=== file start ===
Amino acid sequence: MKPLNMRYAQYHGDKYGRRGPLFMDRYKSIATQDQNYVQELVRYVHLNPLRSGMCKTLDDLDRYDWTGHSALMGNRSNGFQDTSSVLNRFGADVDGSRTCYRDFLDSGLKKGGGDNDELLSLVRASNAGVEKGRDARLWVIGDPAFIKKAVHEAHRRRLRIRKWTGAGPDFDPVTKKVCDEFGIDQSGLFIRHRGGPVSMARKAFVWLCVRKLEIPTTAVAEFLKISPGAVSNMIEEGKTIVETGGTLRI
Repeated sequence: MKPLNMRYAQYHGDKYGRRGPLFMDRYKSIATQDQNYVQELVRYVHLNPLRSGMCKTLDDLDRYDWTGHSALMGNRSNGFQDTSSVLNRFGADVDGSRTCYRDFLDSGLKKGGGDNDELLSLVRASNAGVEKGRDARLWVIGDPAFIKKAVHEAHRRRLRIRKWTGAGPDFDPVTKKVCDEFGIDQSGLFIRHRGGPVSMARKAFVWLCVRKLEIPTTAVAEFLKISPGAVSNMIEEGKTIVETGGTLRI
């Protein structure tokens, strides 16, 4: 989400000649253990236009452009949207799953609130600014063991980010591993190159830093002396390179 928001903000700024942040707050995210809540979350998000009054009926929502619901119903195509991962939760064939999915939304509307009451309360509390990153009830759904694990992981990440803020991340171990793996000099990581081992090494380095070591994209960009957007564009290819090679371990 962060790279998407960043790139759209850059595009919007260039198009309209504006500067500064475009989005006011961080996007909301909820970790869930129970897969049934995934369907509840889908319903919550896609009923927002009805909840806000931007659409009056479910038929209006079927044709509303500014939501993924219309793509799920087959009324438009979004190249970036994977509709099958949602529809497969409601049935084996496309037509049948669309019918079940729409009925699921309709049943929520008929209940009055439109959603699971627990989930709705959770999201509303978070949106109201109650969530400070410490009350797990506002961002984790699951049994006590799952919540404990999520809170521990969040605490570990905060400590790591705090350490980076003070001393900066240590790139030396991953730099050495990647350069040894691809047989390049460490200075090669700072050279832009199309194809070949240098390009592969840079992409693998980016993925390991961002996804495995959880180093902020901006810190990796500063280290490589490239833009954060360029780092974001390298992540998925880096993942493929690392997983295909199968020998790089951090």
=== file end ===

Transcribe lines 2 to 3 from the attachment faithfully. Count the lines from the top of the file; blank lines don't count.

Repeated sequence: MKPLNMRYAQYHGDKYGRRGPLFMDRYKSIATQDQNYVQELVRYVHLNPLRSGMCKTLDDLDRYDWTGHSALMGNRSNGFQDTSSVLNRFGADVDGSRTCYRDFLDSGLKKGGGDNDELLSLVRASNAGVEKGRDARLWVIGDPAFIKKAVHEAHRRRLRIRKWTGAGPDFDPVTKKVCDEFGIDQSGLFIRHRGGPVSMARKAFVWLCVRKLEIPTTAVAEFLKISPGAVSNMIEEGKTIVETGGTLRI
């Protein structure tokens, strides 16, 4: 989400000649253990236009452009949207799953609130600014063991980010591993190159830093002396390179 928001903000700024942040707050995210809540979350998000009054009926929502619901119903195509991962939760064939999915939304509307009451309360509390990153009830759904694990992981990440803020991340171990793996000099990581081992090494380095070591994209960009957007564009290819090679371990 962060790279998407960043790139759209850059595009919007260039198009309209504006500067500064475009989005006011961080996007909301909820970790869930129970897969049934995934369907509840889908319903919550896609009923927002009805909840806000931007659409009056479910038929209006079927044709509303500014939501993924219309793509799920087959009324438009979004190249970036994977509709099958949602529809497969409601049935084996496309037509049948669309019918079940729409009925699921309709049943929520008929209940009055439109959603699971627990989930709705959770999201509303978070949106109201109650969530400070410490009350797990506002961002984790699951049994006590799952919540404990999520809170521990969040605490570990905060400590790591705090350490980076003070001393900066240590790139030396991953730099050495990647350069040894691809047989390049460490200075090669700072050279832009199309194809070949240098390009592969840079992409693998980016993925390991961002996804495995959880180093902020901006810190990796500063280290490589490239833009954060360029780092974001390298992540998925880096993942493929690392997983295909199968020998790089951090």